Please use this identifier to cite or link to this item: http://hdl.handle.net/2440/78905
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Type: Journal article
Title: Why is saline so acidic (and does it really matter?)
Author: Reddi, B.
Citation: International Journal of Medical Sciences, 2013; 10(6):747-750
Publisher: Ivyspring International Publisher
Issue Date: 2013
ISSN: 1449-1907
Statement of
Responsibility: 
Benjamin AJ Reddi
Abstract: Commercial 0.9% saline solution for infusion has a pH around 5.5. There are many reasons for this acidity, some of them still obscure. It is also true that infusion of normal saline can lead to met-abolic acidaemia, yet the link between the acidity of saline solution and the acidaemia it can en-gender is not straightforward. This commentary draws together the known and putative sources of acidity in saline solutions: it turns out that the acidity of saline solution is essentially unrelated to the acidaemia complicating saline infusion.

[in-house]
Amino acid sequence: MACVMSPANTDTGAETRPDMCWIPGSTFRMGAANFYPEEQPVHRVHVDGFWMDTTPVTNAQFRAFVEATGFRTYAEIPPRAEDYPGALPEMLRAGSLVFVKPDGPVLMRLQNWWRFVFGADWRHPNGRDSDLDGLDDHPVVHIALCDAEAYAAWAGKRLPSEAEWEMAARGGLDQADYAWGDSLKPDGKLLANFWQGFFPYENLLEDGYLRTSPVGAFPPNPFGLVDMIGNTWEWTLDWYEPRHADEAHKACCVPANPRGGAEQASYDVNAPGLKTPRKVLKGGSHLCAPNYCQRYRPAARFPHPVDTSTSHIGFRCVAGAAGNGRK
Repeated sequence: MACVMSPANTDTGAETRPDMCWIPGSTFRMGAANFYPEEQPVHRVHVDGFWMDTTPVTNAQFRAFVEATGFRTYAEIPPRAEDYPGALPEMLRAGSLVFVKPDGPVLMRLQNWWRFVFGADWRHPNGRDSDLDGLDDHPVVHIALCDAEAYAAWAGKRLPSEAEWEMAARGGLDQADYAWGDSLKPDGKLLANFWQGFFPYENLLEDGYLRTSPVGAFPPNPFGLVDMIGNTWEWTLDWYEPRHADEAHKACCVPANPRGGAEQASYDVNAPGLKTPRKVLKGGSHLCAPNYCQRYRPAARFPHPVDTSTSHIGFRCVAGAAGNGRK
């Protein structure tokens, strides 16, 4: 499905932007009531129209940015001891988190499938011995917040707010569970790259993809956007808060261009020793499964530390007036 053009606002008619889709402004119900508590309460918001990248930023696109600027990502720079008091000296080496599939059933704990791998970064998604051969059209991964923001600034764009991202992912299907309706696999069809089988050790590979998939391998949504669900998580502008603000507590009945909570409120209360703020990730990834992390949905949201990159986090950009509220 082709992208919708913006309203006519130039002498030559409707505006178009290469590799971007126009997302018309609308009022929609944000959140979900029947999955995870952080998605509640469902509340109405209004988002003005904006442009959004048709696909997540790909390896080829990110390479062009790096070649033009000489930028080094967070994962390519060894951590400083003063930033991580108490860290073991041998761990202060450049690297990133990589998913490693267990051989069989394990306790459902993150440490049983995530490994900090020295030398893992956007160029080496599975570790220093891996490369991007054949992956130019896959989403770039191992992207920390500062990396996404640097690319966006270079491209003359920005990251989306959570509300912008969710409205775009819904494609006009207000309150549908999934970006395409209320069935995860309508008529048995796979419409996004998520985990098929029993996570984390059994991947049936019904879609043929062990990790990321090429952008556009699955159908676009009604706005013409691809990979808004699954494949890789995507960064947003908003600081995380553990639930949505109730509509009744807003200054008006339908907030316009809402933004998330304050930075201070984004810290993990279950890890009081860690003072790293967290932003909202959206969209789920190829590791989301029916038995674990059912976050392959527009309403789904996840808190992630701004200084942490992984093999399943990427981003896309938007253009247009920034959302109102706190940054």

Keywords: saline; acidaemia; titratable acidity; crystalloid; balanced solution; Grotthuss.
Rights: © Ivyspring International Publisher. This is an open-access article distributed under the terms of the Creative Commons License (http://creativecommons.org/ licenses/by-nc-nd/3.0/). Reproduction is permitted for personal, noncommercial use, provided that the article is in whole, unmodified, and properly cited.
RMID: 0020128335
DOI: 10.7150/ijms.5868
Appears in Collections:Anaesthesia and Intensive Care publications

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